Eagles news and links for 9/25
KAHLER: Do you have any personal stories of being racially profiled?
JENKINS: In our NFL security meetings that we do every year, the head of security for our team speaks to us about numerous topics like gun safety, domestic violence, how to keep our house secure, personal security, everything. And in the last two years, they have talked about police encounters, but this year stood out to me specifically because he started by saying, I am not here to get into a conversation about what is right and what is wrong and what your rights are as a citizen. I am here to simply coach you up on how to survive the encounter. There was a little bit of rumbling and he said, Look I get it, there are a lot of things going on, a lot of things that aren’t right, but we are here so that you survive the encounter. In that moment you knew that he was not talking to Carson Wentz. He said, look if you get pulled over, most of you probably have tinted windows, so roll all your windows down, keep your hands on the steering wheel. If the officer asks you to pull out your license and registration, don’t just reach for it, announce and say, Hey, officer, I am reaching for my license. He said, I know all of this is not right and this isn’t in line with the rights you have as a citizen, but we need you to survive this encounter and you can report the officer later after that. The fact that we even have to have this conversation tells you that there is something wrong.
Carson Wentz has created a frenzy in Philadelphia, but it will continue only if he can stay on the field. Wentz's throws and decisions won't prompt any squirming, but the same can't be said about the hits he has taken.
"I'm mad at myself," Wentz said. "I don't want to take those hits by any means. I'm still learning and I can tell myself over and over again, but it's one of those when you're in the heat of battle, I need to keep reprogramming myself."
Wentz, who is 2-0 in his first two starts with the Eagles, gives the franchise hope that it has finally found its long-term starting quarterback. For that to happen, it won't just be a matter of his performing at a high level - he must also stay healthy. Wentz missed three weeks this summer with broken ribs and eight weeks last year at North Dakota State with a broken wrist. So he's vulnerable to injury, and the risk is heightened every time Wentz bypasses sliding or the sidelines to take a big hit.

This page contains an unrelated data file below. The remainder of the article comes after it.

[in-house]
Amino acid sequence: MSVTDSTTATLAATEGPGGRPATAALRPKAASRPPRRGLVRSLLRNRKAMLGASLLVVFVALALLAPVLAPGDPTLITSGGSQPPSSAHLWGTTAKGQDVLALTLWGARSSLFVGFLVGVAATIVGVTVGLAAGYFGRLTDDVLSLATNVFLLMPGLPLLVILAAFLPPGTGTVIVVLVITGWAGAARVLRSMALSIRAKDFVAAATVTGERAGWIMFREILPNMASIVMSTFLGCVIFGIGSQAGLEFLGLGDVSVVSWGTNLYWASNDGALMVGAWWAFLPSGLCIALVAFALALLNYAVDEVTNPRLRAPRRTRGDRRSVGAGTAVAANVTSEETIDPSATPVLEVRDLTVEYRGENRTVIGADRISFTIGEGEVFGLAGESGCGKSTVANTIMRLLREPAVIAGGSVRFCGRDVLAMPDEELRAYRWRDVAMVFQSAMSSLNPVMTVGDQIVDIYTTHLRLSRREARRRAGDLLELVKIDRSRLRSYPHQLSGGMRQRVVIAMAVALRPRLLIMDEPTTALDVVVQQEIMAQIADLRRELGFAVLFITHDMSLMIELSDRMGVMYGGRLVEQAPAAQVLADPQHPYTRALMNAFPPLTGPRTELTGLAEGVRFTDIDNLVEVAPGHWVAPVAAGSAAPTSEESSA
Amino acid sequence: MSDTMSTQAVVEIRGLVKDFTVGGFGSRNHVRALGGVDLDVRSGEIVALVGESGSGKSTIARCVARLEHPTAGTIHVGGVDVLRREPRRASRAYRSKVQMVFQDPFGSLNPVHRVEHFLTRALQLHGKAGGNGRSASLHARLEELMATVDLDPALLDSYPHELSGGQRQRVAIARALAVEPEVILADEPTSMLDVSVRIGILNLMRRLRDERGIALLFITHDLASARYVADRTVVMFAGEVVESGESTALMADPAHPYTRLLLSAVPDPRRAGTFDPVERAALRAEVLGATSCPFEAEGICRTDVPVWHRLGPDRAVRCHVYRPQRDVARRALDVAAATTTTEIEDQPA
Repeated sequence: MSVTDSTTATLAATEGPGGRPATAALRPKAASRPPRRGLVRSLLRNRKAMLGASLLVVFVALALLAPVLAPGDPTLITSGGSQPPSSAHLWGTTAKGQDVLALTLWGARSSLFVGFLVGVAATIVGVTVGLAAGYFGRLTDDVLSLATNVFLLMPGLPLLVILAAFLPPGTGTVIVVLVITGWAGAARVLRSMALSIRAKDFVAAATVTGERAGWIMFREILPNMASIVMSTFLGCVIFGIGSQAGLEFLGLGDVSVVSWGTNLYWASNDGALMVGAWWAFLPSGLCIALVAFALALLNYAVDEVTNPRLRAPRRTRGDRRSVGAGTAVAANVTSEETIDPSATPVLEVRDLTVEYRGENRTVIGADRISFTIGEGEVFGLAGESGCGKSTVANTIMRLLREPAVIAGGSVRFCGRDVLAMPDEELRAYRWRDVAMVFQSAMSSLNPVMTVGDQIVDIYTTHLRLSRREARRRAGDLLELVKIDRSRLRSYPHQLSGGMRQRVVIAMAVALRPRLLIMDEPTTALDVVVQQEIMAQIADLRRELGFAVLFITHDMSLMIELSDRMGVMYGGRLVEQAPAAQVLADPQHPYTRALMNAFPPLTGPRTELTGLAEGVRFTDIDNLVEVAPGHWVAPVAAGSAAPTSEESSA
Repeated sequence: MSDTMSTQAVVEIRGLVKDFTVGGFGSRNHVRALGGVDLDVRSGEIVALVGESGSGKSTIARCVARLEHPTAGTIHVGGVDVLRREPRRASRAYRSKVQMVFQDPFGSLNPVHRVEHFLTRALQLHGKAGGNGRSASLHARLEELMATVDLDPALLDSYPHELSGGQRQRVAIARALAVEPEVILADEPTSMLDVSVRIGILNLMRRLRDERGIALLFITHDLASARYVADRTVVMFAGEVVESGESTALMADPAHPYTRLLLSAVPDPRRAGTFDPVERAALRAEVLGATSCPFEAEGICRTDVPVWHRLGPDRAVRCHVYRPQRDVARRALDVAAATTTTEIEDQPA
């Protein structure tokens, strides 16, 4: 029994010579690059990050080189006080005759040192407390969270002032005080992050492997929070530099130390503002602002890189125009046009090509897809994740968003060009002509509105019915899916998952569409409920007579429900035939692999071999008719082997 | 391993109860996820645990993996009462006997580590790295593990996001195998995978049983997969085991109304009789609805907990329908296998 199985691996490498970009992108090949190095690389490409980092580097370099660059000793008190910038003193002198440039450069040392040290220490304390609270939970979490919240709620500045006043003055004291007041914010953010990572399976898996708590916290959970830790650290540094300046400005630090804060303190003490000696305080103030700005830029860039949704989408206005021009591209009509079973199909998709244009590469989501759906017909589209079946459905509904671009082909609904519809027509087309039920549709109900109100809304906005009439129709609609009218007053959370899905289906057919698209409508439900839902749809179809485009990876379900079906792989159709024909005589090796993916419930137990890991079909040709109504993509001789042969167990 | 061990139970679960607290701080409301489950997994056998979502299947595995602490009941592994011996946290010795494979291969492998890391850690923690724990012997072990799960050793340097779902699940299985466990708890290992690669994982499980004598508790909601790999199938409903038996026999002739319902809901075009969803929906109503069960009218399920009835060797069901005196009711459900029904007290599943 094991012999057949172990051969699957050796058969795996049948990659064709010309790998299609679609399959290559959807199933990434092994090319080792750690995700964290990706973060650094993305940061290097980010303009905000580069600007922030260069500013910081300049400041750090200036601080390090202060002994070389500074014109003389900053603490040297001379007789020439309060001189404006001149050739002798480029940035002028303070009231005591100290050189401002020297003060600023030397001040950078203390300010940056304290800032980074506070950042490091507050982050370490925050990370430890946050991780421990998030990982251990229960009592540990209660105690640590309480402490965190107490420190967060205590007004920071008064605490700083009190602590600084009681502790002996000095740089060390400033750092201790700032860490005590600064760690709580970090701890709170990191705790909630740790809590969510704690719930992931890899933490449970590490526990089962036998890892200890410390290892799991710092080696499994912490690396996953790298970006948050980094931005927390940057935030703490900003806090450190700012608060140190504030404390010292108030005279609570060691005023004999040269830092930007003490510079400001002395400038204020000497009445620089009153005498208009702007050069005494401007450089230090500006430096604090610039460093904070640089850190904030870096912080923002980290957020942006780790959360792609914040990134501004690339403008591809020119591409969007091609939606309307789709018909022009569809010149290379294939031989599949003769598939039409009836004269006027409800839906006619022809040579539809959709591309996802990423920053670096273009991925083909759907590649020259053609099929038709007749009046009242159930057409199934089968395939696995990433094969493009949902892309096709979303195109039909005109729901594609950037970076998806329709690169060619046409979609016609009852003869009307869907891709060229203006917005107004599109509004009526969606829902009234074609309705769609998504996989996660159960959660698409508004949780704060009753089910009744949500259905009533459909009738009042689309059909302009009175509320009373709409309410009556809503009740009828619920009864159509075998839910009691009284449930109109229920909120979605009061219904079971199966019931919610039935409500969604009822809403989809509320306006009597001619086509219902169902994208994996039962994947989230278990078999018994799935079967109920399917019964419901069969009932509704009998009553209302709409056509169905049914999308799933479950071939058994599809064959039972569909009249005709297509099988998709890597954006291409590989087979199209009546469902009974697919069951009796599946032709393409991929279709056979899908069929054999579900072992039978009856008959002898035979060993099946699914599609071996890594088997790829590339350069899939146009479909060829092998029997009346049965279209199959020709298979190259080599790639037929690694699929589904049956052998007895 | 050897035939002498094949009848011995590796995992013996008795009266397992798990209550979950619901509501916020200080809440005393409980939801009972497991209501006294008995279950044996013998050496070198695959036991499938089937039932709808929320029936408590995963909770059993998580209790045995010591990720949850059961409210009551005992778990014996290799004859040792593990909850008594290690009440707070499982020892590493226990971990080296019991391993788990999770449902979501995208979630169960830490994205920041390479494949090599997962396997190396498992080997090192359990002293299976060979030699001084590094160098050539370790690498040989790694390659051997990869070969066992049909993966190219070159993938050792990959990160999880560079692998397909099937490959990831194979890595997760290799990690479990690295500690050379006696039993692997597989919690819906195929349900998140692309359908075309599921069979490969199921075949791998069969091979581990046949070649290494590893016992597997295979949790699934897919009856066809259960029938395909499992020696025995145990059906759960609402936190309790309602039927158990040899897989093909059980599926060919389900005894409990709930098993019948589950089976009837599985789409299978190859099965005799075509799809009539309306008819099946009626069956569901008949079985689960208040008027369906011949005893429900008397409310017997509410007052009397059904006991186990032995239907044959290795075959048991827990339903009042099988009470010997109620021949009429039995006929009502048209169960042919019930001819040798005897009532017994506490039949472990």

It's those plays in which he has scrambled that the Eagles and Wentz most want him to fix. If he stands in the pocket and delivers a throw, getting hit can be part of the job description. But when he's running, he can slide before contact or run out of bounds.
In this week’s installment of opposition research, we talked to Steelers beat writer Dale Lolley. We discussed how Pittsburgh will attack Carson Wentz, what key match-ups could determine the winner of the game and who will come out on top, among several other topics.
What are Pittsburgh’s strengths?
"Definitely the offensive side of the ball; they can score with anybody. Ben Roethlisberger is at the top of his game, Antonio Brown is one of the best receivers in the league, they’ve got good depth at the receiver position, the offensive line is very good and I don’t know if there’s a better No. 2 running back in the league than DeAngelo Williams. They haven’t missed a beat with DeAngelo Williams in there."
What are Pittsburgh’s weaknesses?
"The secondary is still a big question mark. They were 30th last year in pass defense; right now, they’re 31st. That being said, they’ve given up one touchdown pass in the first two games. Even though they’ve given up about 350 yards a game through the air, that’s because the two teams they’ve played have thrown the ball about 50 times apiece. But the pass defense is still a work in progress. It’s not great for sure."
Desmond King, CB, Iowa (5'10, 203)
King has outstanding ball skills, as he racked up 13 pass breakups and tied for second in the NCAA with 8 INTs in 2015. He also has versatility that the Eagles emphasize, as he looks comfortable playing both on the outside and in the slot, and contributes as Iowa's primary kick and punt returner.
Here's King against Pitt last season, when he bested 2016 second-round pick Tyler Boyd. Note that his two picks come on plays in which King made the play, as opposed to being the beneficiary of some kind of errant pass.
The one thing working against King is his 'height,' at 5'10, but that seems to be less of a concern to Jim Schwartz if the guy can play.